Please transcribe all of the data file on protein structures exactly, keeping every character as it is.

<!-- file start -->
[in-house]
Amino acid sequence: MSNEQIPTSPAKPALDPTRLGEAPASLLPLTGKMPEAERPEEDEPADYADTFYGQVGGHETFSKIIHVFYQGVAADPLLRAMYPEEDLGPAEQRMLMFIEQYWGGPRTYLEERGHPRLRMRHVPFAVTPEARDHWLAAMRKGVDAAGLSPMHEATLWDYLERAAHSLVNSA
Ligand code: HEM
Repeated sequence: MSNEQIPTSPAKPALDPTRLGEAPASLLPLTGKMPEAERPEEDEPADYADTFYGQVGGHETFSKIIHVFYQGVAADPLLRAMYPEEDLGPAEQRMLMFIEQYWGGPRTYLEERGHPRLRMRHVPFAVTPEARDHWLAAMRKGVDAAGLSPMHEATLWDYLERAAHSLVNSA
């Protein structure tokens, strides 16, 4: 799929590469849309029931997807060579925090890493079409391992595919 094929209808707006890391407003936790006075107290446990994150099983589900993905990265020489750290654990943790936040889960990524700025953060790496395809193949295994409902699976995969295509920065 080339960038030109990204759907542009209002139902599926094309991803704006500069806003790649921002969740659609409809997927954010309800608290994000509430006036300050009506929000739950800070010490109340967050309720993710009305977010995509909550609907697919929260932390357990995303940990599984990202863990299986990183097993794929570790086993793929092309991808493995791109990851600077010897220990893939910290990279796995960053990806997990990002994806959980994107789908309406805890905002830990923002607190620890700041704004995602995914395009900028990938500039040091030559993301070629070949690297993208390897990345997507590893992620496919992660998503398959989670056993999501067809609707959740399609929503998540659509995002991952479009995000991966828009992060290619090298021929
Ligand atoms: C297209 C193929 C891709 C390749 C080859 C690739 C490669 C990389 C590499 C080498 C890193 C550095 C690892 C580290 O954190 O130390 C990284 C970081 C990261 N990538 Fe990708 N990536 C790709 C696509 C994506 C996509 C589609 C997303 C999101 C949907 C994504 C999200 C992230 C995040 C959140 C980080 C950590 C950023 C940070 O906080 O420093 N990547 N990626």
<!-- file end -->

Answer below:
[in-house]
Amino acid sequence: MSNEQIPTSPAKPALDPTRLGEAPASLLPLTGKMPEAERPEEDEPADYADTFYGQVGGHETFSKIIHVFYQGVAADPLLRAMYPEEDLGPAEQRMLMFIEQYWGGPRTYLEERGHPRLRMRHVPFAVTPEARDHWLAAMRKGVDAAGLSPMHEATLWDYLERAAHSLVNSA
Ligand code: HEM
Repeated sequence: MSNEQIPTSPAKPALDPTRLGEAPASLLPLTGKMPEAERPEEDEPADYADTFYGQVGGHETFSKIIHVFYQGVAADPLLRAMYPEEDLGPAEQRMLMFIEQYWGGPRTYLEERGHPRLRMRHVPFAVTPEARDHWLAAMRKGVDAAGLSPMHEATLWDYLERAAHSLVNSA
């Protein structure tokens, strides 16, 4: 799929590469849309029931997807060579925090890493079409391992595919 094929209808707006890391407003936790006075107290446990994150099983589900993905990265020489750290654990943790936040889960990524700025953060790496395809193949295994409902699976995969295509920065 080339960038030109990204759907542009209002139902599926094309991803704006500069806003790649921002969740659609409809997927954010309800608290994000509430006036300050009506929000739950800070010490109340967050309720993710009305977010995509909550609907697919929260932390357990995303940990599984990202863990299986990183097993794929570790086993793929092309991808493995791109990851600077010897220990893939910290990279796995960053990806997990990002994806959980994107789908309406805890905002830990923002607190620890700041704004995602995914395009900028990938500039040091030559993301070629070949690297993208390897990345997507590893992620496919992660998503398959989670056993999501067809609707959740399609929503998540659509995002991952479009995000991966828009992060290619090298021929
Ligand atoms: C297209 C193929 C891709 C390749 C080859 C690739 C490669 C990389 C590499 C080498 C890193 C550095 C690892 C580290 O954190 O130390 C990284 C970081 C990261 N990538 Fe990708 N990536 C790709 C696509 C994506 C996509 C589609 C997303 C999101 C949907 C994504 C999200 C992230 C995040 C959140 C980080 C950590 C950023 C940070 O906080 O420093 N990547 N990626």